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History of the collection

The core of the Khanenko Museum's collection became the private collection of arts and antiquities made up by Bohdan and Varvara Khanenko, prominent Ukrainian collectors and philanthropists. Over 40 years of life the Khanenkos devoted to creating their encyclopaedic collection. Vienna, Berlin, Paris, Madrid, Saint-Petersburg, Warsaw, Rome, Florence, Harbin and Cairo, are by no means complete geographies of exploratory travels of the Khanenkos and their  correspondence with the world's leading auction houses and art connoisseurs. In the early 20th century, the Khanenkos’ private art collection was considered one of the best among the like on the territory of the former Russian Empire.

The breadth of the Khanenkos’ collecting interests is impressive. European painting, sculpture and applied arts of the epochs of the highest prosperity of national schools, rare pieces of fine arts and traditional crafts of Western, Southern and Eastern Asia, art of the Ancient World: Egypt, Greece and Rome, Russian and Ukrainian icons, Ukrainian folk arts, archeological objects, and etc.

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During the early 1900s, several thousand items were donated by Bohdan and Varvara Khanenkos to the holdings of the first public museum in Kyiv. Today, these works are permanently displayed in four national art and history museums of Ukraine.

Some parts of the Khanekos’ collection were published in the their catalogs of 1899–1907: “B.I Khanenko and V.N. Khanenko. Collection of paintings by Italian, Spanish, Flemish and other schools "," Russian Antiquities. Crosses and Small Icons ", "Antiquites of the Dnieper Region, Issues 1-6”. Invaluable testimonies to the history of the European painting collection are given by Bohdan Khanenko's memoirs, published for the first time by the Khanenko Museum in 2008.

Bohdan Khanenko passed away in May 1917. At end of that year, Varvara Khanenko transported to Kyiv from their Petrograd apartment several dozen most valuable European and Asian artworks. The record of the collection in spring of 1919 gives the following data: 1259 items. However, this is not the final scope of the Khanenkos’ collection. In 1921, the director of the museum, Mykola Makarenko, returned from Russia to Kyiv more than a hundred works transferred by the Khanenkos to storage to the Historical Museum in Moscow in 1915.


Meanwhile, in the early 1920s, works of art from other nationalized collections of Ukrainian nobility became parts of the holdings of a newly established museum. Among them the collections of the Repnin princes, the Branitskys, the Gudym-Levkovychs and the Sakhnovskys were acquired. In 1921, the museum’s Asian holdings were supplemented by a large collection of archaeological pottery of Samanid and Qarakhanid Central Asia from 9 to 12 centuries (the collection of Mikhail Stolyarov and others). In 1925, at the behest of the St. Petersburg collector Vasyli Shchavinsky, the Museum received a unique collection of works by old  masters of Northern European schools.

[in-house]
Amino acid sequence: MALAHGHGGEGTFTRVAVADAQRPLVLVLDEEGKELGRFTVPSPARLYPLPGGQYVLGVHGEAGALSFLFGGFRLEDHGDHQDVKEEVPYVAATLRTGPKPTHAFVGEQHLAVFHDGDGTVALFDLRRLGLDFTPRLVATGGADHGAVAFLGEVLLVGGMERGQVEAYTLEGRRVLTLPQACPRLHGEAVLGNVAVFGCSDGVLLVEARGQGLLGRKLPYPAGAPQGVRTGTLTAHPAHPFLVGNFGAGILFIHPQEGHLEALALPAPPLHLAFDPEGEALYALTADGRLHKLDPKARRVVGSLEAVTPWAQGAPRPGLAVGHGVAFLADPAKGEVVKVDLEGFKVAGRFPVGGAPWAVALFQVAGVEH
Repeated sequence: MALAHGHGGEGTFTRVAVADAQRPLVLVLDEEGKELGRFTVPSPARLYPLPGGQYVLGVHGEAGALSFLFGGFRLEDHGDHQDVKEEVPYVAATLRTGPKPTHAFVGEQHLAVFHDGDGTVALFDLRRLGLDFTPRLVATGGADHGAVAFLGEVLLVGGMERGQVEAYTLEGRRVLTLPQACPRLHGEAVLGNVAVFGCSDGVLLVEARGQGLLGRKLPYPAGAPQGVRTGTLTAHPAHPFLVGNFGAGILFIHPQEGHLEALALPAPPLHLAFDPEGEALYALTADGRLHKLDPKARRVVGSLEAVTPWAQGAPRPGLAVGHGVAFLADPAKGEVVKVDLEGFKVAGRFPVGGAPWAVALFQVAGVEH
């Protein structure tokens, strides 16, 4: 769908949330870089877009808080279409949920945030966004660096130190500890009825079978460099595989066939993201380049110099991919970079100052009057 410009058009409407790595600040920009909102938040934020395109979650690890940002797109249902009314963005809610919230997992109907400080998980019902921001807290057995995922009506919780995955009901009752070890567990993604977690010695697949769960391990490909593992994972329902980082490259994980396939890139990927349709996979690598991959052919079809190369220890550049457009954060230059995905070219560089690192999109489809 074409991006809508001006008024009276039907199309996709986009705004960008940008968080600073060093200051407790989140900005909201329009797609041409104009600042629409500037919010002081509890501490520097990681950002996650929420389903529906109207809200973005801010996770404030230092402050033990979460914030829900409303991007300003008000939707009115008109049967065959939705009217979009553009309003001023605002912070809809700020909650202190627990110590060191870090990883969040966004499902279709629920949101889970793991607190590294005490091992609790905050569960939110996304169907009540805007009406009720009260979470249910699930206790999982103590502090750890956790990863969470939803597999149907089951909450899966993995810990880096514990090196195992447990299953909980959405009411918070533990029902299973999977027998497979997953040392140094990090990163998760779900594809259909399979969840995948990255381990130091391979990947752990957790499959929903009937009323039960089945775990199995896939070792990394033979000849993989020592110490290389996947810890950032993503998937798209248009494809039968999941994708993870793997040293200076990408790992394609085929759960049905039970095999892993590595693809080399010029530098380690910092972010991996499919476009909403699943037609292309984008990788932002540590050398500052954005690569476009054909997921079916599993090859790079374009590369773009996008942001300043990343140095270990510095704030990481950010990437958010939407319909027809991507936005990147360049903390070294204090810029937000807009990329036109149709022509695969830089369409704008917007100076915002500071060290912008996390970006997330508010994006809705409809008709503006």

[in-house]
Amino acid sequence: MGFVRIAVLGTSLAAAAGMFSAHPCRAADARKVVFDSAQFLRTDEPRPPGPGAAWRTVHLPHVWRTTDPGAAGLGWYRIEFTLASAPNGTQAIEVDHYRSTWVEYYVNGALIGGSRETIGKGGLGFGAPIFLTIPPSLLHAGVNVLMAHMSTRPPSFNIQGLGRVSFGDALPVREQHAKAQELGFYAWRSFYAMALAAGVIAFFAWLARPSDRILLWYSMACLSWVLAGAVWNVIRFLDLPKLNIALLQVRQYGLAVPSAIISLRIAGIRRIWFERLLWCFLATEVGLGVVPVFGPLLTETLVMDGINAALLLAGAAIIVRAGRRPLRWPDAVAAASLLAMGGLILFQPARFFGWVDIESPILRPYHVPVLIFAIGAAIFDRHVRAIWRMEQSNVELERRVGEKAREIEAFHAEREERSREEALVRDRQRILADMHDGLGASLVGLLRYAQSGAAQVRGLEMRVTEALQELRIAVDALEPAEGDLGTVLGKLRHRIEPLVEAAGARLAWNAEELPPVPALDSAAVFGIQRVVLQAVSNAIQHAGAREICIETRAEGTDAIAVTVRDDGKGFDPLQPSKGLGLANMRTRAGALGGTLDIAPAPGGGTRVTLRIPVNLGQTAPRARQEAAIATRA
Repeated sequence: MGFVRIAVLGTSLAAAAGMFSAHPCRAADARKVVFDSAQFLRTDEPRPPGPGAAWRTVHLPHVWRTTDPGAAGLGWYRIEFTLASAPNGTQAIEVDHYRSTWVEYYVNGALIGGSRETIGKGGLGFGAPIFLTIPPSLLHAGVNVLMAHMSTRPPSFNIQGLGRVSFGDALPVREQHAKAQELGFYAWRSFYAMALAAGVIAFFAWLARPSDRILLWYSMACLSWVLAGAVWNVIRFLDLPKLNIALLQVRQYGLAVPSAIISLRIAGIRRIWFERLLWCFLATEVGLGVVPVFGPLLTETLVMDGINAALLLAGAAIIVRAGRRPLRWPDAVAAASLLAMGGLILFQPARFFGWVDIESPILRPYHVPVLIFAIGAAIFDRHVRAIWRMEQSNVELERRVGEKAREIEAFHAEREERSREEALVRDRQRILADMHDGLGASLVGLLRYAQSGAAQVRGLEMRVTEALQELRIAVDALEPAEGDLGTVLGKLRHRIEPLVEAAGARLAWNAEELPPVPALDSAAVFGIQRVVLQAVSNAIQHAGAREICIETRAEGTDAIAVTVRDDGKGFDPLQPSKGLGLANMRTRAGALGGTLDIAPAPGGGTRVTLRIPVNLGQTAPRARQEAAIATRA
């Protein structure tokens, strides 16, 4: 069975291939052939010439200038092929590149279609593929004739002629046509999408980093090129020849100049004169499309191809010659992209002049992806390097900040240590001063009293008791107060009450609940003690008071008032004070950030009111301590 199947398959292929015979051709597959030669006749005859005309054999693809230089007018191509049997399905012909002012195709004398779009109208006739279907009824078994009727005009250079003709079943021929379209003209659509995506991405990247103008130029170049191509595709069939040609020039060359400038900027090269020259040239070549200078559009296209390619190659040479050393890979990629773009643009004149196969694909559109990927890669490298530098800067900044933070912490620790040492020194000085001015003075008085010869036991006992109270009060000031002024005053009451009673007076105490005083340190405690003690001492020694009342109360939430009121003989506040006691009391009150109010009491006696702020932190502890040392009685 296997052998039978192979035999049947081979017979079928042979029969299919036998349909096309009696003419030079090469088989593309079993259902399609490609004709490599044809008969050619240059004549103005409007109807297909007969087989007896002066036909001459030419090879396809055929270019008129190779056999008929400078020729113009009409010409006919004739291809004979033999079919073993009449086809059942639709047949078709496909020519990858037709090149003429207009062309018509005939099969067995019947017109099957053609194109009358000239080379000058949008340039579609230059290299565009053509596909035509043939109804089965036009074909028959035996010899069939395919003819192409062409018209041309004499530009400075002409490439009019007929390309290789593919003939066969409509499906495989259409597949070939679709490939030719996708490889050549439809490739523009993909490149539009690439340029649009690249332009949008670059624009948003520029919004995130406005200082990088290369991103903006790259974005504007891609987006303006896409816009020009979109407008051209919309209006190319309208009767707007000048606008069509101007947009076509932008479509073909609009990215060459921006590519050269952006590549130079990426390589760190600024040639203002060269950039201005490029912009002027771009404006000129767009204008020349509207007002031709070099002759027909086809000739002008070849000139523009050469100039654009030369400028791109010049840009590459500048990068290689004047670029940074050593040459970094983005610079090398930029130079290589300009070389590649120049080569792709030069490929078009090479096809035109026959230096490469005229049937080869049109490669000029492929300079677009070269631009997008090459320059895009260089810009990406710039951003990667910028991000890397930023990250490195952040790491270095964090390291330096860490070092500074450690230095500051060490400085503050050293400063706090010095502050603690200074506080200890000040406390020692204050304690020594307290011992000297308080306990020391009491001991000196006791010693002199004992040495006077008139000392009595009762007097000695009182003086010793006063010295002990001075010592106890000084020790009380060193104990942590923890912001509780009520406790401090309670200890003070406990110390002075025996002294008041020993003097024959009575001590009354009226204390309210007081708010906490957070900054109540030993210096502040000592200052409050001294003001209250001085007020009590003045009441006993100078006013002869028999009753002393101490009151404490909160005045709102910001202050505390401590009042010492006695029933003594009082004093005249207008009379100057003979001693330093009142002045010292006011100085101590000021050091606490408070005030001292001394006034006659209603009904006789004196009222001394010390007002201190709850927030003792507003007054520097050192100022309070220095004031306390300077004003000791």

In her “Deed of Gift” of 1918 Varvara Khanenko passed a priceless collection to the All-Ukrainian Academy of Sciences. One of the condition of the gift was the "indivisibility" of the collection. However, the story was different. The Ukrainian Soviet cultural elite of the 1920s put forward the idea of ​​a single museum fund and a redistribution of museum collections "by profile." In the course of the implementation of this idea during the 1920s-1930s, a large part of the Khanenkos' collection was transferred to the collections of other Kyiv museums. The Khanenkos’ family portraits, Ukrainian and Russian art: icons, painting, graphics, sculpture, furniture, decorative and folk art, groups of various archeological objects, a large collection of European and Asian arms and armour. The former "encyclopaedic" collection of the Khanenkos’ has acquired a much narrower profile: the museum of "Western and Oriental art".

In 1929-1930, during the Soviet economic campaign of selling museum values ​​abroad, some of the most valuable works of European and Asian art were seized from the museum. However, not everything was truly sold abroad. Thus, the unique Khanenkos’ bronze aquamanile on the form of zeby, created in Iran in 1206, appeared later in the collection of the State Hermitage in Leningrad (Russian Federation).

In the second half of the 1930s, the “Museum town” on the territory of the Kyiv Pechersk Lavra conveyed to the museum a few valuable collections of cult art. In 1936 a collection of religious art objects from Central Asia and the Far East were transferred. In 1940 four earliest Byzantine encaustic icons of the 6-7th century became part of the museum holdings.

In the summer of 1941, with the outbreak of war on the territory of the Soviet Union, the most valuable part of the museum collection was evacuated to Ufa (Bashkotorstan). From the remained part the Nazis selected the most valuable works that were taken out of Ukraine during their 1943 retreat. Today, the museum is working hard to find and reclaim looted property.

During the post-war period the museum collection was enriched with several valuable acquisitions. In the 1950s, Taisia ​​Zhaspar donated (and partly sold) over 350 works of classical Chinese painting, sculpture and applied art to the museum. In 1969, the museum purchased 41 works of religious art of Buddhism from the Moscow collector Valerian Velichko. During the 1970s, the museum systematically formed a collection of Japanese netsuke (now about selected 70 items). Gifts from donators Halyna Shcherbak, Vasyli Novytsky, Olexandr Feldman made in 1990s and 2000s, became valuable contributions to the museum’s Asian collection.

Hanna Rudyk